Sports are well known as providing exercise. But to provide exercise and relaxation is a different echelon of sport.
Kayaking, which has been recently made more accessible to Newton residents, fits into that category.
Kimberly Brown opened the Porterdale Yak Club on April 1 and is eager to bring as many people as she can into the Yellow River. The Club is a rental shop open daily, with the exception of Mondays, providing all the equipment needed to get started.
What is needed to get started in the sport, which lends itself perfectly to the dog days of summer? Not much.
"We have all the equipment," Brown said. "We'll take you out to the water and make sure you know what you're doing. When you get comfortable and are ready to go, we'll wave goodbye and come back in a couple of hours to pick you up."
As for what one needs to do when kayaking, it's rather simple. An aerobic paddling motion of simply pulling backwards and lifting the oar out of the water is all that it takes.
The paddling builds up the body's core with the stretching and twisting motion. If you get tired while floating down the calm Yellow River, pull up the paddles and lay back in the stable boat. That's all it takes for both a relaxing and physical activity.
Kayaking further lends itself to the user, as in if you want a more active trip go exploring, if you want a more spirited ride, grab a friend in a competing boat or a stopwatch and watch the canopy blur by.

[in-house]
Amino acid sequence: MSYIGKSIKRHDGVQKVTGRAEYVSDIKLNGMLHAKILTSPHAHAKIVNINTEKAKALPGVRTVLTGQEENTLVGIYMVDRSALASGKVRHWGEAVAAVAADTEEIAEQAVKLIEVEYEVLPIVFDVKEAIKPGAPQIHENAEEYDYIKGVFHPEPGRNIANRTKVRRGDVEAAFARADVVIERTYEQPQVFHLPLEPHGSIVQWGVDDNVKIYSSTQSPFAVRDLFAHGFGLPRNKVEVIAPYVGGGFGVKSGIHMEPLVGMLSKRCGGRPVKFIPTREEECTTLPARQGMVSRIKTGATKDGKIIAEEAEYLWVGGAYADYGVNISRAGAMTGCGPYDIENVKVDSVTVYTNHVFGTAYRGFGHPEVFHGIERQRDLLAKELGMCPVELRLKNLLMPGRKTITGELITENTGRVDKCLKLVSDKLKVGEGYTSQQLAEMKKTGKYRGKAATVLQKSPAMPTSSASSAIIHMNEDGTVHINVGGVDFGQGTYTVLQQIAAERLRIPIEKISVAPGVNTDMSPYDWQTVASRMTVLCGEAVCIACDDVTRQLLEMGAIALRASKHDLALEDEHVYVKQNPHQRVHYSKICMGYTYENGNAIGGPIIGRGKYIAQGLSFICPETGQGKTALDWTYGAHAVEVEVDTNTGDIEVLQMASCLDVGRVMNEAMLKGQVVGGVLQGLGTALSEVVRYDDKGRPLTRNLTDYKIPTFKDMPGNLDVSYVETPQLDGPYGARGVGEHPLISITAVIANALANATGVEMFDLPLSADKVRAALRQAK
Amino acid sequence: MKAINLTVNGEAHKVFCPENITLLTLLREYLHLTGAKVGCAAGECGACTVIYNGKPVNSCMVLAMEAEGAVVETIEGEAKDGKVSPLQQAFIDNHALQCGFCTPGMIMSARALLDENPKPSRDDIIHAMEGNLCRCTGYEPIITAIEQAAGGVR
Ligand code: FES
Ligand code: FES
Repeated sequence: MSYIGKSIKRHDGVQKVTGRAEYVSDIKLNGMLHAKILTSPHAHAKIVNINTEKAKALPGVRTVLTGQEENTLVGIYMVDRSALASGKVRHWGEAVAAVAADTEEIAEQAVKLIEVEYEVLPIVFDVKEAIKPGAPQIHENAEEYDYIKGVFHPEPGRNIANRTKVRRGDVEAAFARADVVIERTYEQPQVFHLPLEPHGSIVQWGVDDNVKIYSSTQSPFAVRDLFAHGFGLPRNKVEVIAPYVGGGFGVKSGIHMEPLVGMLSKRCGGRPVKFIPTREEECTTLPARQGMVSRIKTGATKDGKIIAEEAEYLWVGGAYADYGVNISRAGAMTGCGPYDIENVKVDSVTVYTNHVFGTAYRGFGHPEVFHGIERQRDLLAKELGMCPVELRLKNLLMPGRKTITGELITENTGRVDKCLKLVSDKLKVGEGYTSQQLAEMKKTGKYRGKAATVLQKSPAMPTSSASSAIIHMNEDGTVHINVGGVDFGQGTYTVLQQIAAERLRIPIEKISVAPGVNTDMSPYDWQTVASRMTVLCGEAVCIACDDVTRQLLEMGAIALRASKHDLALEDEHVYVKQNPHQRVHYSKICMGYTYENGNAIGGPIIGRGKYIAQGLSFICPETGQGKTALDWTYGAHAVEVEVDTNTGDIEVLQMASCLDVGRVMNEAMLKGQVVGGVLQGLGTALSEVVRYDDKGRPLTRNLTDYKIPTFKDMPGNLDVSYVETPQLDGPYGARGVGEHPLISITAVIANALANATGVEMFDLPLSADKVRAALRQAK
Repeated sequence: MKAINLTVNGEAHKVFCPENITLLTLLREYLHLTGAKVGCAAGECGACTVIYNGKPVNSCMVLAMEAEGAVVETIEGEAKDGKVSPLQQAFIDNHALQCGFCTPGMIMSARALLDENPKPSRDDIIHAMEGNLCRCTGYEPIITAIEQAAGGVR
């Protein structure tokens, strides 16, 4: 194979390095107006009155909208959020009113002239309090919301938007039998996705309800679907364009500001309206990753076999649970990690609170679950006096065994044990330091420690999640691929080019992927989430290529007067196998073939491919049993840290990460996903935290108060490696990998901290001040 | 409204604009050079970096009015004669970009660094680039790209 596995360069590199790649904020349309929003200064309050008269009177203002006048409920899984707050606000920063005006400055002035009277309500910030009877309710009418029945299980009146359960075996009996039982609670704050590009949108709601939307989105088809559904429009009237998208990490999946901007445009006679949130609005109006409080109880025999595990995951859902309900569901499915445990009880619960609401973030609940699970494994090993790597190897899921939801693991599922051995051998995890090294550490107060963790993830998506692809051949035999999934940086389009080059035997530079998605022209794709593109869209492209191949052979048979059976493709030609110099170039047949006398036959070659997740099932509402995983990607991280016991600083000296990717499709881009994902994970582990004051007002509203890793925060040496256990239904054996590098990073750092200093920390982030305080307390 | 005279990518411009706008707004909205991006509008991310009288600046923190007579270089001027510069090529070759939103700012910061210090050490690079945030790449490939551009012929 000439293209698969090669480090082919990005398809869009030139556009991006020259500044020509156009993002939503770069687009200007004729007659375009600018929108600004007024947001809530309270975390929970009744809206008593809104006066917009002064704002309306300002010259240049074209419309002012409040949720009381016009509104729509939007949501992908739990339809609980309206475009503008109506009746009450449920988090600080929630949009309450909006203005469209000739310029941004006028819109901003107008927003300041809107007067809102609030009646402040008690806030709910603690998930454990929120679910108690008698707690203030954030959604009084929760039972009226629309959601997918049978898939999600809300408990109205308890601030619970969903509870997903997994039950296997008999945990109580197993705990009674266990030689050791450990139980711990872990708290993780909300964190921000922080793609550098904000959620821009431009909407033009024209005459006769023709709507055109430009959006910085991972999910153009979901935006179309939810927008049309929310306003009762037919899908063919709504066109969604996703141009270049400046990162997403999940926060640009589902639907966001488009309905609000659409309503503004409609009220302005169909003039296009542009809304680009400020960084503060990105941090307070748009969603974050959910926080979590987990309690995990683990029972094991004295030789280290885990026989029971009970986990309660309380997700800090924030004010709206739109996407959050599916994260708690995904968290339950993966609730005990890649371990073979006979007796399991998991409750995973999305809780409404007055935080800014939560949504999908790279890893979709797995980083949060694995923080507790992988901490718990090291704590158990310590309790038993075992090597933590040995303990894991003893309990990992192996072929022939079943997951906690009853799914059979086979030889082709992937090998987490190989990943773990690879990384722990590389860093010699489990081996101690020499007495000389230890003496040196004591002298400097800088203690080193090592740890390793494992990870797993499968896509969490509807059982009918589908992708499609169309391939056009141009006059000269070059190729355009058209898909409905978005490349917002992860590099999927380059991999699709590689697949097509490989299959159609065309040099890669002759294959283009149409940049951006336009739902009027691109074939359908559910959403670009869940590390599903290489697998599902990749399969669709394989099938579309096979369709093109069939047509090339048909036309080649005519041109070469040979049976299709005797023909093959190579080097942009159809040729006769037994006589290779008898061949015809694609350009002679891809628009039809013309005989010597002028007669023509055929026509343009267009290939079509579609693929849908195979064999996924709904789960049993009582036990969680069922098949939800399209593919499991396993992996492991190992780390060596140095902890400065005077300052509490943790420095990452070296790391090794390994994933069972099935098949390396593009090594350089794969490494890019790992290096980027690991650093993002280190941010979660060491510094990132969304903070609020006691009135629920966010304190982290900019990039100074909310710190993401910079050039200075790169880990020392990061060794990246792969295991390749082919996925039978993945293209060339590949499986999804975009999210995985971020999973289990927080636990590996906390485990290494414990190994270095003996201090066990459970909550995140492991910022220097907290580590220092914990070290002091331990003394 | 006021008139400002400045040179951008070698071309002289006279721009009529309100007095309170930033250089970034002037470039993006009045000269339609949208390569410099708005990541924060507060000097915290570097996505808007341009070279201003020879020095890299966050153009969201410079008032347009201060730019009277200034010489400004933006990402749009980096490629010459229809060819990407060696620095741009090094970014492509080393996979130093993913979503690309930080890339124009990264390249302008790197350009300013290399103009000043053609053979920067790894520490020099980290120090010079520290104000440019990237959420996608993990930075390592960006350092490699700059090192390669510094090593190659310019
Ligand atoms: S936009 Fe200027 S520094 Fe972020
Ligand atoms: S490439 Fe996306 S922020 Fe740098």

To do any of the activities on the water, it doesn't take much time at all.
It takes like 15 seconds to get over the fear factor that people have," Brown said. "It's not the Colorado River; you're not going down the rapids, you're not doing all that. It's very light and very relaxing."
Newton residents who grab a boat and a paddle for aquatic exercise vary from the young to the old, showing again how diverse of a sport it is.
"People from 5 years old, to paraplegic people to 80 year olds with Parkinson's disease come here to do it," Brown said. "Kayaks are very easy - it's just a matter of getting off your butts."
The area near Brown's Porterdale Yak Club begins at a wider part of the Yellow River, and heads to just south of the Georgia International Horse Park, where you can turn around and head back toward Porterdale. The mild flow of the river allows for both upstream and downstream travel.
It all makes for a day of easy activity while the long, hot days of summer make it a little less bearable to cycle, run or participate in other sports throughout the area.
"If you can sit in the bathtub you can kayak," Brown said.